"When an Elder dies, a library burns to the ground." ~Old African saying
This quote is from from an exciting book I'm reading (Deep Nutrition: Why Our Genes Need Traditional Foods), and it really has made me think about a lot of things, not just food. (Posting here my Thanks to a Reader who suggested this book!) That quote has stirred a lot in my mind relating to the things that just my grandparents and their grandparents knew, and now are lost, never mind what the earlier generations knew. My grandfather tasted the soil. How would I even begin to know what I was tasting, and what it means?
I'll be posting thoughts from time to time that have risen from my second reading of this book, but what comes to mind at this moment is longevity.
I've been hard at work (again) on my family genealogy, and I've begun to notice how many of my ancestors lived for several years past 100, and how very many lived well into their 90's full of vigor. These are people born between 1700 and 1830 who kept a milk cow, a beef and a hog or two plus chickens, raised their own vegetables, and ate a healthy homemade diet.
They cooked with lard, made loads of butter and cheese from unpasteurized milk still full of healthy enzymes, and fermented many garden vegetables (fermenting increases nutritional content) for the lean winter months.
As mechanized food production came into being, the mortality age began to drop, and that was long before fast food and GMO's, which continue to decrease the mortality rate in spite of vaccines. Out of 25,000 people in my family database, I have only seen Diabetes as the cause of death in 2 people before 1850, and only a handful with heart complications (including cerebral hemorrhage). To be sure, there were many women who died in childbirth, and men killed in hunting accidents or while felling trees, but those were not food-related. There were also the occasional widespread outbreaks of cholera, but those too were not food related, merely a lack of immunity.
Many families in the 1700's and early 1800's had a stone grain mill at home unless there was a water gristmill within a day's travel. Those home mills were still in use into the late 1800's. (There's a name for them, but I fail to recall it. It was a homemade version of the machined stone mill above. You fed the grain through the hole in the top, and the flour emerged around the bottom ring. Beats hitting the grain with a rock!)
If you were lucky enough to have a mill within a day's ride, you received a sack of flour in exchange for your grain, less a bit as payment to the miller. You didn't ask if it was really your grain you got back, because all grains grown then were organic and there were no toxins in the air until factories came about. I you didn't properly fertilize your garden with aged manure and what we now call compost, your grain production would be too small to mill anyway.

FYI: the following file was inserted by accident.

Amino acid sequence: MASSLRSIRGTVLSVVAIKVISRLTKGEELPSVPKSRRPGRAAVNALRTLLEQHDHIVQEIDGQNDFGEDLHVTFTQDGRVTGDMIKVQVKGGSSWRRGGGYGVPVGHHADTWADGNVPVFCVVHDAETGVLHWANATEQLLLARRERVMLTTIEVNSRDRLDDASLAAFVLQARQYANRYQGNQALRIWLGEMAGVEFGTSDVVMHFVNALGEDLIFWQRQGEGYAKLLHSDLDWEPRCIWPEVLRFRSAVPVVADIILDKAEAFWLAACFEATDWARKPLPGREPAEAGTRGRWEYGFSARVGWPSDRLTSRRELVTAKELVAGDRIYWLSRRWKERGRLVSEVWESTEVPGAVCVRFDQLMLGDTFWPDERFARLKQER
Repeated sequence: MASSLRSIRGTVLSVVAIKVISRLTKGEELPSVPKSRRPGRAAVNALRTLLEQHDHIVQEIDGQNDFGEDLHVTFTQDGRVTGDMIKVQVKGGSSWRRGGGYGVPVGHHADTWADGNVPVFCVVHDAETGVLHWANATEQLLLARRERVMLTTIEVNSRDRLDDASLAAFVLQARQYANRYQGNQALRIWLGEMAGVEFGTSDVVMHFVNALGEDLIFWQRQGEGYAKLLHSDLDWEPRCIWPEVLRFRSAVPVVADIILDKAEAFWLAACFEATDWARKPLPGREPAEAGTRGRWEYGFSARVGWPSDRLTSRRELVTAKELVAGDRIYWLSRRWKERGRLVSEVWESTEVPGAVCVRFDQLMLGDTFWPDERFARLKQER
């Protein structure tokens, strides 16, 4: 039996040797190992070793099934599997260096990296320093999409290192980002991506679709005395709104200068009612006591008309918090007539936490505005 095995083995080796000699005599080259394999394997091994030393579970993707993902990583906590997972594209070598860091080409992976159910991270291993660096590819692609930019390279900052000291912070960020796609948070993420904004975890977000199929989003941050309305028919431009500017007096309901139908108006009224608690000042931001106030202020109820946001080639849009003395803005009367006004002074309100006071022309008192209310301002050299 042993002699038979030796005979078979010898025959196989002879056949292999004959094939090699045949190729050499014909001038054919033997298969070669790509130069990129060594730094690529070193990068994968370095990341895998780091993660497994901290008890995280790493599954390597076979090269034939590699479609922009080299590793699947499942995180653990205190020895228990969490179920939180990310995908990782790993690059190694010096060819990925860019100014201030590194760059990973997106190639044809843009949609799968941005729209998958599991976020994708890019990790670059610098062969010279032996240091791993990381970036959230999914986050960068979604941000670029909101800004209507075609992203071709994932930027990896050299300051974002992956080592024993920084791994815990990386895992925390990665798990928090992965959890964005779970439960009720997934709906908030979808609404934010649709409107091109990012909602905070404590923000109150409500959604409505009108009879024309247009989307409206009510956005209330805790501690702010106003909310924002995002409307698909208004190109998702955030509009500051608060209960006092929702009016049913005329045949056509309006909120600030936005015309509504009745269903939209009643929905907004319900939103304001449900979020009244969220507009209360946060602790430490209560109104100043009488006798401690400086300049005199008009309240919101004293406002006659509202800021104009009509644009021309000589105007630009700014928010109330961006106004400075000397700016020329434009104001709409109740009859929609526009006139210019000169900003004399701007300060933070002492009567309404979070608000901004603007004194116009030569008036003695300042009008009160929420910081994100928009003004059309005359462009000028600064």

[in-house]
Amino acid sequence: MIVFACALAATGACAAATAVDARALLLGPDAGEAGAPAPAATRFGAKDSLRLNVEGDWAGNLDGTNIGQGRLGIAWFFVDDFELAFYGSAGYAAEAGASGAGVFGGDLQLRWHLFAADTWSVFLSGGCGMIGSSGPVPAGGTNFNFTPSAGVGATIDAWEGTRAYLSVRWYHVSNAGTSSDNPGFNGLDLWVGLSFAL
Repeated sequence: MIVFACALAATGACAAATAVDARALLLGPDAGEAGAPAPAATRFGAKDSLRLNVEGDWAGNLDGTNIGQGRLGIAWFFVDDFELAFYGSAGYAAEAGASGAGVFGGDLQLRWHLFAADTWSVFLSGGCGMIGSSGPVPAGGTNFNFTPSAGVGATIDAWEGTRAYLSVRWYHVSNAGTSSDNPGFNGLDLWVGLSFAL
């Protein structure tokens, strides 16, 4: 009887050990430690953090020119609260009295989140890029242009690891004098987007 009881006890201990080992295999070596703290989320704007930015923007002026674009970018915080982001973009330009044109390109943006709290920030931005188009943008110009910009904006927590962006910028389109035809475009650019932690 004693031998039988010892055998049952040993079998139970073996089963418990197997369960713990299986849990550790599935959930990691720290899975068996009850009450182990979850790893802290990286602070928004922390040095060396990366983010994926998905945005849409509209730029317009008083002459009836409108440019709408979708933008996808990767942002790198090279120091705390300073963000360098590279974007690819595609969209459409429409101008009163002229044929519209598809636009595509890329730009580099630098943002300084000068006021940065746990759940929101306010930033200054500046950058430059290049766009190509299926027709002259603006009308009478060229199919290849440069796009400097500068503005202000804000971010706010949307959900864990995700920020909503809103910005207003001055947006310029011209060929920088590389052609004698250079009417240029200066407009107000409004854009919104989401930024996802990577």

Water mills have been around for centuries. In England in 1086, there were over 5,000 water mills, and the much later European immigrants to this country brought the knowledge with them (along with how to brew the grains into a beverage). Water mills for grinding grains were eventually replaced by newer mechanized mills that generated heat in the milling process, destroying valuable nutrients. Even though we can purchase "stone-ground" grains today over the internet, I'd be willing to bet most of the processes generates heat.
I have been fortunate, just once, to visit a defunct but still operational neighboring water mill and have the man grind some grain for my mother and me as a favor. There must have been a hundred feet of leather "straps" connecting the water wheel via several gears to the grinding stones.
There is a defunct water mill about 3 miles from my house. There's not much water in the creek anymore, but a good long mill race could compensate, at least seasonally, because there's a good head to the creek waters. The problem is that today no one understands (or cares) about the nutritional difference in stone-ground grains, so it would not be profitable.
In today's society, "health" does not exist because it's not profitable. Yeah, lots of companies offer things to regain health... but do they? Only treating our ills is profitable.
Here's another interesting thought... the Scots several hundred years ago were fierce fighters, stalwart beings, and ate a diet heavy in oats. Today oats are highly recommended, but nutritionally lacking. The difference? The Scots thatched their roofs, and cooked and heated with peat fires. Every year they replaced the old thatch which was full of minerals from the smoke of winter fires, and added it to the garden where they grew oats.